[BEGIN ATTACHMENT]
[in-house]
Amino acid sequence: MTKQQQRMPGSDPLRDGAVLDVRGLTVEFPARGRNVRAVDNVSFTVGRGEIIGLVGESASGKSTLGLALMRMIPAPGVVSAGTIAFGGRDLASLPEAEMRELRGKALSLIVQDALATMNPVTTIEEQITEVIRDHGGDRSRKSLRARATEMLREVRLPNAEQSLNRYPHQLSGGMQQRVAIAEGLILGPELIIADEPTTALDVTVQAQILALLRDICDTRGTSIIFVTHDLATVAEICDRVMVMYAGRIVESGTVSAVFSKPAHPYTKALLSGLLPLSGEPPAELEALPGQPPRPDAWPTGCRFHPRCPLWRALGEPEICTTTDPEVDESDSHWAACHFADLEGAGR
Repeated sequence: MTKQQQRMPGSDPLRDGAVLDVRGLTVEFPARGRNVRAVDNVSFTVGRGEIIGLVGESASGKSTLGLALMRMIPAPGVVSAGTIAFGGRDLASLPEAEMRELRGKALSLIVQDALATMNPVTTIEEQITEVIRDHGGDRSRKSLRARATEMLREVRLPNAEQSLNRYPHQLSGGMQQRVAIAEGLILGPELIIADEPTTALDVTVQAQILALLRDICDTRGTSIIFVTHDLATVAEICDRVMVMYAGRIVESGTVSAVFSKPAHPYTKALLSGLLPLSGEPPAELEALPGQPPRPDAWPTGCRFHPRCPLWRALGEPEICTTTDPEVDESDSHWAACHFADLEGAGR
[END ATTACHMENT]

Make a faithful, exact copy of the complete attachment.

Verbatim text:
[in-house]
Amino acid sequence: MTKQQQRMPGSDPLRDGAVLDVRGLTVEFPARGRNVRAVDNVSFTVGRGEIIGLVGESASGKSTLGLALMRMIPAPGVVSAGTIAFGGRDLASLPEAEMRELRGKALSLIVQDALATMNPVTTIEEQITEVIRDHGGDRSRKSLRARATEMLREVRLPNAEQSLNRYPHQLSGGMQQRVAIAEGLILGPELIIADEPTTALDVTVQAQILALLRDICDTRGTSIIFVTHDLATVAEICDRVMVMYAGRIVESGTVSAVFSKPAHPYTKALLSGLLPLSGEPPAELEALPGQPPRPDAWPTGCRFHPRCPLWRALGEPEICTTTDPEVDESDSHWAACHFADLEGAGR
Repeated sequence: MTKQQQRMPGSDPLRDGAVLDVRGLTVEFPARGRNVRAVDNVSFTVGRGEIIGLVGESASGKSTLGLALMRMIPAPGVVSAGTIAFGGRDLASLPEAEMRELRGKALSLIVQDALATMNPVTTIEEQITEVIRDHGGDRSRKSLRARATEMLREVRLPNAEQSLNRYPHQLSGGMQQRVAIAEGLILGPELIIADEPTTALDVTVQAQILALLRDICDTRGTSIIFVTHDLATVAEICDRVMVMYAGRIVESGTVSAVFSKPAHPYTKALLSGLLPLSGEPPAELEALPGQPPRPDAWPTGCRFHPRCPLWRALGEPEICTTTDPEVDESDSHWAACHFADLEGAGR